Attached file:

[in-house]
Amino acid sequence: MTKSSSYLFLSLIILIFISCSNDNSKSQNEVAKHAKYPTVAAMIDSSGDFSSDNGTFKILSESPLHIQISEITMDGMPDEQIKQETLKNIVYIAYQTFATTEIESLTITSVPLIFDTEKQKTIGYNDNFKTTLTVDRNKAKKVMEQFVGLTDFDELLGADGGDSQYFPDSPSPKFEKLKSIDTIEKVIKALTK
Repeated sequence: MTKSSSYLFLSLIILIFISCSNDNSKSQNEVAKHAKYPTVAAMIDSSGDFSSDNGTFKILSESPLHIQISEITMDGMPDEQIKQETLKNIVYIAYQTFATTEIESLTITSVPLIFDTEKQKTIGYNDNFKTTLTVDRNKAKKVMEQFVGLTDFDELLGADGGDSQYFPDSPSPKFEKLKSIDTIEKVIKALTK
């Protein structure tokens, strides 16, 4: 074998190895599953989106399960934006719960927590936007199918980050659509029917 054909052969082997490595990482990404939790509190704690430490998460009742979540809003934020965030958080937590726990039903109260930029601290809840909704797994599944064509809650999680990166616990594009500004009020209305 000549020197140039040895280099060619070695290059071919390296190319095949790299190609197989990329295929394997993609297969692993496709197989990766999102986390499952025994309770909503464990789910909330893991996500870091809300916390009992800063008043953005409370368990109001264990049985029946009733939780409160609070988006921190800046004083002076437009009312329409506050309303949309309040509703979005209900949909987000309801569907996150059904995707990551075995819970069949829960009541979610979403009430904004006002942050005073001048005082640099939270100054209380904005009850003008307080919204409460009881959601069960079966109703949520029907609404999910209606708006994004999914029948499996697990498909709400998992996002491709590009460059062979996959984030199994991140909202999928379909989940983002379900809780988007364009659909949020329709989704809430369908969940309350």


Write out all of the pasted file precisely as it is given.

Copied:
[in-house]
Amino acid sequence: MTKSSSYLFLSLIILIFISCSNDNSKSQNEVAKHAKYPTVAAMIDSSGDFSSDNGTFKILSESPLHIQISEITMDGMPDEQIKQETLKNIVYIAYQTFATTEIESLTITSVPLIFDTEKQKTIGYNDNFKTTLTVDRNKAKKVMEQFVGLTDFDELLGADGGDSQYFPDSPSPKFEKLKSIDTIEKVIKALTK
Repeated sequence: MTKSSSYLFLSLIILIFISCSNDNSKSQNEVAKHAKYPTVAAMIDSSGDFSSDNGTFKILSESPLHIQISEITMDGMPDEQIKQETLKNIVYIAYQTFATTEIESLTITSVPLIFDTEKQKTIGYNDNFKTTLTVDRNKAKKVMEQFVGLTDFDELLGADGGDSQYFPDSPSPKFEKLKSIDTIEKVIKALTK
């Protein structure tokens, strides 16, 4: 074998190895599953989106399960934006719960927590936007199918980050659509029917 054909052969082997490595990482990404939790509190704690430490998460009742979540809003934020965030958080937590726990039903109260930029601290809840909704797994599944064509809650999680990166616990594009500004009020209305 000549020197140039040895280099060619070695290059071919390296190319095949790299190609197989990329295929394997993609297969692993496709197989990766999102986390499952025994309770909503464990789910909330893991996500870091809300916390009992800063008043953005409370368990109001264990049985029946009733939780409160609070988006921190800046004083002076437009009312329409506050309303949309309040509703979005209900949909987000309801569907996150059904995707990551075995819970069949829960009541979610979403009430904004006002942050005073001048005082640099939270100054209380904005009850003008307080919204409460009881959601069960079966109703949520029907609404999910209606708006994004999914029948499996697990498909709400998992996002491709590009460059062979996959984030199994991140909202999928379909989940983002379900809780988007364009659909949020329709989704809430369908969940309350």